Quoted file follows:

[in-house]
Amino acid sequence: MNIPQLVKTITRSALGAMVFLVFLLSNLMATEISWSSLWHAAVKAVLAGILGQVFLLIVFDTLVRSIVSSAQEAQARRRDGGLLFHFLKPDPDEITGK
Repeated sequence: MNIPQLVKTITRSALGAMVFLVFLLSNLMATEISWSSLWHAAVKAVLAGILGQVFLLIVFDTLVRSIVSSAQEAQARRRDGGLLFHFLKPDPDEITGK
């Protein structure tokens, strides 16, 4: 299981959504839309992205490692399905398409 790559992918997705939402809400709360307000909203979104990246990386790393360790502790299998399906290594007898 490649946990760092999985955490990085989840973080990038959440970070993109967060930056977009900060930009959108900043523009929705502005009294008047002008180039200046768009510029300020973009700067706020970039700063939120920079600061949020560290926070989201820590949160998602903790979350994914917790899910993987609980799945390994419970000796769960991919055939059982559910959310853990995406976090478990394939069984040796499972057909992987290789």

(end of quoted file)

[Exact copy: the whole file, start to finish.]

[in-house]
Amino acid sequence: MNIPQLVKTITRSALGAMVFLVFLLSNLMATEISWSSLWHAAVKAVLAGILGQVFLLIVFDTLVRSIVSSAQEAQARRRDGGLLFHFLKPDPDEITGK
Repeated sequence: MNIPQLVKTITRSALGAMVFLVFLLSNLMATEISWSSLWHAAVKAVLAGILGQVFLLIVFDTLVRSIVSSAQEAQARRRDGGLLFHFLKPDPDEITGK
């Protein structure tokens, strides 16, 4: 299981959504839309992205490692399905398409 790559992918997705939402809400709360307000909203979104990246990386790393360790502790299998399906290594007898 490649946990760092999985955490990085989840973080990038959440970070993109967060930056977009900060930009959108900043523009929705502005009294008047002008180039200046768009510029300020973009700067706020970039700063939120920079600061949020560290926070989201820590949160998602903790979350994914917790899910993987609980799945390994419970000796769960991919055939059982559910959310853990995406976090478990394939069984040796499972057909992987290789």